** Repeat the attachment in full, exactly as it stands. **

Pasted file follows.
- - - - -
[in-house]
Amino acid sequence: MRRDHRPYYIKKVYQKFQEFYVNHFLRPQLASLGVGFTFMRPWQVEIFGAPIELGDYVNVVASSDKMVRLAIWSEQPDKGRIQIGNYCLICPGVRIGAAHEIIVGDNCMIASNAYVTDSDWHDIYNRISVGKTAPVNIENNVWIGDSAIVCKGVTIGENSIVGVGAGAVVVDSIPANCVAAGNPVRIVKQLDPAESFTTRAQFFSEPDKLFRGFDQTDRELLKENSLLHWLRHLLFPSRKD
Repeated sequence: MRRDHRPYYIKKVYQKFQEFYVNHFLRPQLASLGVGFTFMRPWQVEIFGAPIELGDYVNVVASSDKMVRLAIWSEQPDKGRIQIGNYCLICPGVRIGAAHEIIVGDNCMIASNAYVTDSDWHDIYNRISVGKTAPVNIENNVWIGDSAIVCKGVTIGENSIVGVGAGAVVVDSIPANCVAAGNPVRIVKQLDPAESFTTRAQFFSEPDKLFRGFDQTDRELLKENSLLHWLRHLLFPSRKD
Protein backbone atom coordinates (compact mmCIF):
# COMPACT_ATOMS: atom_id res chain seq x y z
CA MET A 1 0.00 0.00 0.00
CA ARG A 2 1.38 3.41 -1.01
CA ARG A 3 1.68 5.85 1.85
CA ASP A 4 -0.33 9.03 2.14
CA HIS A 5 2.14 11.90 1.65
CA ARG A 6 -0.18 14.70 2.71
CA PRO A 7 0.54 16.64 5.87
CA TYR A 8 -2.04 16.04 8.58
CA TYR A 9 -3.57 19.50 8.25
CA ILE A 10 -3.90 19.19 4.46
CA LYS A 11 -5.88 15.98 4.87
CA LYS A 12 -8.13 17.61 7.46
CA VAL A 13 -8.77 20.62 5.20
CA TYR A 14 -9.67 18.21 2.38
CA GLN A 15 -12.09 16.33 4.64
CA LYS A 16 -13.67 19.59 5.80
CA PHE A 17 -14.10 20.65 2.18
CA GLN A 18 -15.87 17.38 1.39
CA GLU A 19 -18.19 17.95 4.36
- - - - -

[in-house]
Amino acid sequence: MRRDHRPYYIKKVYQKFQEFYVNHFLRPQLASLGVGFTFMRPWQVEIFGAPIELGDYVNVVASSDKMVRLAIWSEQPDKGRIQIGNYCLICPGVRIGAAHEIIVGDNCMIASNAYVTDSDWHDIYNRISVGKTAPVNIENNVWIGDSAIVCKGVTIGENSIVGVGAGAVVVDSIPANCVAAGNPVRIVKQLDPAESFTTRAQFFSEPDKLFRGFDQTDRELLKENSLLHWLRHLLFPSRKD
Repeated sequence: MRRDHRPYYIKKVYQKFQEFYVNHFLRPQLASLGVGFTFMRPWQVEIFGAPIELGDYVNVVASSDKMVRLAIWSEQPDKGRIQIGNYCLICPGVRIGAAHEIIVGDNCMIASNAYVTDSDWHDIYNRISVGKTAPVNIENNVWIGDSAIVCKGVTIGENSIVGVGAGAVVVDSIPANCVAAGNPVRIVKQLDPAESFTTRAQFFSEPDKLFRGFDQTDRELLKENSLLHWLRHLLFPSRKD
Protein backbone atom coordinates (compact mmCIF):
# COMPACT_ATOMS: atom_id res chain seq x y z
CA MET A 1 0.00 0.00 0.00
CA ARG A 2 1.38 3.41 -1.01
CA ARG A 3 1.68 5.85 1.85
CA ASP A 4 -0.33 9.03 2.14
CA HIS A 5 2.14 11.90 1.65
CA ARG A 6 -0.18 14.70 2.71
CA PRO A 7 0.54 16.64 5.87
CA TYR A 8 -2.04 16.04 8.58
CA TYR A 9 -3.57 19.50 8.25
CA ILE A 10 -3.90 19.19 4.46
CA LYS A 11 -5.88 15.98 4.87
CA LYS A 12 -8.13 17.61 7.46
CA VAL A 13 -8.77 20.62 5.20
CA TYR A 14 -9.67 18.21 2.38
CA GLN A 15 -12.09 16.33 4.64
CA LYS A 16 -13.67 19.59 5.80
CA PHE A 17 -14.10 20.65 2.18
CA GLN A 18 -15.87 17.38 1.39
CA GLU A 19 -18.19 17.95 4.36